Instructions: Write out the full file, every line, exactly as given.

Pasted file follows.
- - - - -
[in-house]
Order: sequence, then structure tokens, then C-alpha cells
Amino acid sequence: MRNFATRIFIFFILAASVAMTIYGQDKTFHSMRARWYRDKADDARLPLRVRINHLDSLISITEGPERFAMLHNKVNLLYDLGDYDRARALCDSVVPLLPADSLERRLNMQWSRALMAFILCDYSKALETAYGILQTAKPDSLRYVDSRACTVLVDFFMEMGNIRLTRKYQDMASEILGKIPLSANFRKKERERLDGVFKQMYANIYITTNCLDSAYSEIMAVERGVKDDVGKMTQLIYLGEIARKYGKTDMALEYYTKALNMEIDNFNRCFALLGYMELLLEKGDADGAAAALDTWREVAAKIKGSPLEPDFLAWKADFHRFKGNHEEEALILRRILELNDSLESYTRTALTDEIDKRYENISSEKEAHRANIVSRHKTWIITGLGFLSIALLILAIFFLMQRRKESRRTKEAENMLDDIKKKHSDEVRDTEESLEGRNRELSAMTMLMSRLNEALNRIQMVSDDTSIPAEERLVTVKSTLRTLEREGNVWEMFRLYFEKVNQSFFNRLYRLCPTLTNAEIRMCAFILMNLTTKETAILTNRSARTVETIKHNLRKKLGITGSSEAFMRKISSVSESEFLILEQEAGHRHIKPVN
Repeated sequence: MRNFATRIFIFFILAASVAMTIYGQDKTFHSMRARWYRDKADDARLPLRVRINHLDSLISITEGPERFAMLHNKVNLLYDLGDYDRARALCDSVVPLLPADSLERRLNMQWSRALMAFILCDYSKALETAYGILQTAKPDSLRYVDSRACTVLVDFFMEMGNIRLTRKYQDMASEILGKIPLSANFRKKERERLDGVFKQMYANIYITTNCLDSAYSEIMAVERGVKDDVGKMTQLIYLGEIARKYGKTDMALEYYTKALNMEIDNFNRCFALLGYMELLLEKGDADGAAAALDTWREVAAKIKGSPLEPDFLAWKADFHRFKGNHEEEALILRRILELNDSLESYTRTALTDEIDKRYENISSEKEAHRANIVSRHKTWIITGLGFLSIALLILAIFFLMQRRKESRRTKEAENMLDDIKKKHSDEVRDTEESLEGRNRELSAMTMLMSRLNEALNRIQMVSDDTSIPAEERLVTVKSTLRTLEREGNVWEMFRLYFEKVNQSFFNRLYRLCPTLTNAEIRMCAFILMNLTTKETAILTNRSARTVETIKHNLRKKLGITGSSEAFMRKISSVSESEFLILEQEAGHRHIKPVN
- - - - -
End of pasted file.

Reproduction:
[in-house]
Order: sequence, then structure tokens, then C-alpha cells
Amino acid sequence: MRNFATRIFIFFILAASVAMTIYGQDKTFHSMRARWYRDKADDARLPLRVRINHLDSLISITEGPERFAMLHNKVNLLYDLGDYDRARALCDSVVPLLPADSLERRLNMQWSRALMAFILCDYSKALETAYGILQTAKPDSLRYVDSRACTVLVDFFMEMGNIRLTRKYQDMASEILGKIPLSANFRKKERERLDGVFKQMYANIYITTNCLDSAYSEIMAVERGVKDDVGKMTQLIYLGEIARKYGKTDMALEYYTKALNMEIDNFNRCFALLGYMELLLEKGDADGAAAALDTWREVAAKIKGSPLEPDFLAWKADFHRFKGNHEEEALILRRILELNDSLESYTRTALTDEIDKRYENISSEKEAHRANIVSRHKTWIITGLGFLSIALLILAIFFLMQRRKESRRTKEAENMLDDIKKKHSDEVRDTEESLEGRNRELSAMTMLMSRLNEALNRIQMVSDDTSIPAEERLVTVKSTLRTLEREGNVWEMFRLYFEKVNQSFFNRLYRLCPTLTNAEIRMCAFILMNLTTKETAILTNRSARTVETIKHNLRKKLGITGSSEAFMRKISSVSESEFLILEQEAGHRHIKPVN
Repeated sequence: MRNFATRIFIFFILAASVAMTIYGQDKTFHSMRARWYRDKADDARLPLRVRINHLDSLISITEGPERFAMLHNKVNLLYDLGDYDRARALCDSVVPLLPADSLERRLNMQWSRALMAFILCDYSKALETAYGILQTAKPDSLRYVDSRACTVLVDFFMEMGNIRLTRKYQDMASEILGKIPLSANFRKKERERLDGVFKQMYANIYITTNCLDSAYSEIMAVERGVKDDVGKMTQLIYLGEIARKYGKTDMALEYYTKALNMEIDNFNRCFALLGYMELLLEKGDADGAAAALDTWREVAAKIKGSPLEPDFLAWKADFHRFKGNHEEEALILRRILELNDSLESYTRTALTDEIDKRYENISSEKEAHRANIVSRHKTWIITGLGFLSIALLILAIFFLMQRRKESRRTKEAENMLDDIKKKHSDEVRDTEESLEGRNRELSAMTMLMSRLNEALNRIQMVSDDTSIPAEERLVTVKSTLRTLEREGNVWEMFRLYFEKVNQSFFNRLYRLCPTLTNAEIRMCAFILMNLTTKETAILTNRSARTVETIKHNLRKKLGITGSSEAFMRKISSVSESEFLILEQEAGHRHIKPVN